There’s a fairly common perception in the youth ministry world that graduated seniors are a critical part of a mission trip and as such, should be honored accordingly during such a trip (with things like special anointings or opportunities just for them).
While seniors are important to a youth ministry and high school graduation is a milestone that should be recognized by the church, I wholeheartedly believe that such things should be done BEFORE a mission trip, not during them.
Because mission trips are, at their core, about discipleship. They’re about the faith formation of ALL teens who participate in them, not just the seniors. While seniors should be welcome to attend mission trips and perhaps even provide some student leadership during them (especially if they’ve been part of your student leadership team in the year leading up to them), you should NOT assume that seniors will anchor your trip or automatically provide leadership during it. That’s classism and runs contrary to a gospel that says, “The first shall be last.”
What’s more, the truth is that while mission trips should certainly be open to seniors, not all seniors should go on them. Seniors who have checked out of your ministry often find it difficult to be part of the group, especially knowing that they won’t be in the fall. They have little, if any, motivation to befriend younger students because they recognize those aren’t likely people they’ll continue hanging out with in the future.
Some seniors – especially those who are over 18 and believe they’re already adults – may also find it difficult to participate in a trip where they’re still very much treated as high school students (and expected to abide by the same rules and expectations as a 15-year old freshman.) When those students choose to participate in a summer mission trip one last time, they may be tempted to push the boundaries, which can create problems not just for them, but for your entire team (and its reputation) in the community where you’re serving. Additionally, some seniors may simply have other priorities after they graduate – whether that’s hanging out with friends, working, or traveling. You’re far better off affirming and honoring those values than pressuring them to participate in a trip they don’t want to be on in the first place.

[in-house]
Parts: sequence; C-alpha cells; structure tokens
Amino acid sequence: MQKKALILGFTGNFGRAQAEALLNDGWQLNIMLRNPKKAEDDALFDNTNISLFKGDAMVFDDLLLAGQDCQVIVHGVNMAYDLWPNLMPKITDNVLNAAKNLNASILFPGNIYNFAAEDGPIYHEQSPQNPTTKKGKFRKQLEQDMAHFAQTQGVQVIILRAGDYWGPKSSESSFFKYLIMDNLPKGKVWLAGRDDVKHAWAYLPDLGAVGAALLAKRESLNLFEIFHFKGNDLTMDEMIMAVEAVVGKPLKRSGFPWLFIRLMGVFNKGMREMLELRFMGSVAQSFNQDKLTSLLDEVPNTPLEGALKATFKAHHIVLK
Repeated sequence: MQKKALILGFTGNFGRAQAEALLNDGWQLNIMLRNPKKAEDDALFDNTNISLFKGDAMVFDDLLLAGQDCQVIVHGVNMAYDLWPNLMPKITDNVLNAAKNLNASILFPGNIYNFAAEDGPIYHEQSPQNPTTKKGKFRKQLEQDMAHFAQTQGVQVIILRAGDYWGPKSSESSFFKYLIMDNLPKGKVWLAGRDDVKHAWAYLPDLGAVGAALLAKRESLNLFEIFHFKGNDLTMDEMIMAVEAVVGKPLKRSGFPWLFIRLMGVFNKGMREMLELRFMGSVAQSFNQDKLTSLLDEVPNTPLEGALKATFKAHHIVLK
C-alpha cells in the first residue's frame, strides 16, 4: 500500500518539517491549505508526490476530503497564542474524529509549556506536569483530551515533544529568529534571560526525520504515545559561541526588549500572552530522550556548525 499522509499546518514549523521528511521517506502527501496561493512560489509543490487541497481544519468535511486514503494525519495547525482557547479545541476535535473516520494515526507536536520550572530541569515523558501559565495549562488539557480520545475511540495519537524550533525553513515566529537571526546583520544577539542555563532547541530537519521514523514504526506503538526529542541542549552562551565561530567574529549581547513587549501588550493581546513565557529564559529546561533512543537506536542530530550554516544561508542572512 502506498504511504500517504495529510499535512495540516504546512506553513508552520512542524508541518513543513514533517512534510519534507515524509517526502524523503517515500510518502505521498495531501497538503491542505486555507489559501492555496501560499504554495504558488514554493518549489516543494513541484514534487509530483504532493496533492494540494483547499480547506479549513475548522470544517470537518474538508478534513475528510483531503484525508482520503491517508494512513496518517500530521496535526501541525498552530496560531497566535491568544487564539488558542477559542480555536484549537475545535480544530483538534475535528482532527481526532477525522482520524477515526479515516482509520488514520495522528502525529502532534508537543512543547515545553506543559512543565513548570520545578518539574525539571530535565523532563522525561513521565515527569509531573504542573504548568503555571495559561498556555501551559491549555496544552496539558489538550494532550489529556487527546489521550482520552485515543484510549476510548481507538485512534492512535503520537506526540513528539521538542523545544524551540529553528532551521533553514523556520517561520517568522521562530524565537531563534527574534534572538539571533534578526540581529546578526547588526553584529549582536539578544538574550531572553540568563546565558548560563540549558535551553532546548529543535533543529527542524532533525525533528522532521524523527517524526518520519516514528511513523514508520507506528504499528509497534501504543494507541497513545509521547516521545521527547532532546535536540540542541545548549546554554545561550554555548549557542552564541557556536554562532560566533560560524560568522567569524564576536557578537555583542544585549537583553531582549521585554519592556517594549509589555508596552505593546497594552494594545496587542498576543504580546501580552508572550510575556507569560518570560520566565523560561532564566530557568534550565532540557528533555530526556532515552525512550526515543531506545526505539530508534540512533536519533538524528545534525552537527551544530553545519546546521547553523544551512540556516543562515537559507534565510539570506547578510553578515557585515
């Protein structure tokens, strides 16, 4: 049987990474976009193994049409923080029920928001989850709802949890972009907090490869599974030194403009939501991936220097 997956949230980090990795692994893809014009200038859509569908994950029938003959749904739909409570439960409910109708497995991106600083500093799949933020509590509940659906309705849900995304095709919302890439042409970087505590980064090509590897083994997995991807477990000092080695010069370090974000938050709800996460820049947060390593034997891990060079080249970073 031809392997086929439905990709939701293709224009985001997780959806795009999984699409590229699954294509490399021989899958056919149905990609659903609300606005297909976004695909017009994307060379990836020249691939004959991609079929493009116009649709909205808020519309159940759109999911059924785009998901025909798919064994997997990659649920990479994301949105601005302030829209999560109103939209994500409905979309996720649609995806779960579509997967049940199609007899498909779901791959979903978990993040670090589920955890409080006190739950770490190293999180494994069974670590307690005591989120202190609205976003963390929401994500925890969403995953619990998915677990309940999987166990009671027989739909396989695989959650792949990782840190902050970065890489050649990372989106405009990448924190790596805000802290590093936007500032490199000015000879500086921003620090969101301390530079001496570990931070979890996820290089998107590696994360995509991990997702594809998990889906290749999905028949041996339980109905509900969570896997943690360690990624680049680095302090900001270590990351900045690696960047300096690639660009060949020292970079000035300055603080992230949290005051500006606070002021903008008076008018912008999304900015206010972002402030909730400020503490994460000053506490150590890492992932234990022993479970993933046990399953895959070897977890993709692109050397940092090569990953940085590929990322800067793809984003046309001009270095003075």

Perhaps most importantly, however, justice-focused mission trips are actually far more about the year ahead than they are about the previous year. When done well, justice-focused mission trips can catalyze and vault your team into a year of service connected to your mission trip. However, that won’t happen accidentally. It’ll require intentional debriefing, processing, and planning after the fact. Logistically, such things are often hard for seniors to participate in because they typically scatter to the wind. Even those who remain at home often find it hard to be part of these conversations knowing they won’t be part of what happens next in your ministry.
So, rather than be a senior’s swan song, it’s much healthier to invite seniors to participate in your trip as ordinary participants – no different than any other student who’s going.
Rather than lay hands on and pray exclusively for the seniors, do so for leaders within the local community you’ve been serving. Rather than asking seniors to share about what their experience has meant to them, invite everyone on your trip to do so. This gives everyone practice articulating their experience – something that will enable the experience (and its meaning) to be integrated into their persons and lives. Instead of anointing the seniors on a mission trip, commission and anoint ALL participants for their continued justice work after they return home. You might even consider asking seniors to anoint the freshmen through juniors as a way of passing the torch onto them.
When you do these things, you can effectively integrate seniors into mission trips in a way that will give them lasting, life-influencing missions experience without setting them apart from the group in unhealthy ways that can do lasting damage to your entire ministry.
To learn more about healthy practices for integrating students into your mission trip, buy a copy of Jen’s book today: A Mission That Matters: How to do Short-Term Missions Without Long-Term Harm.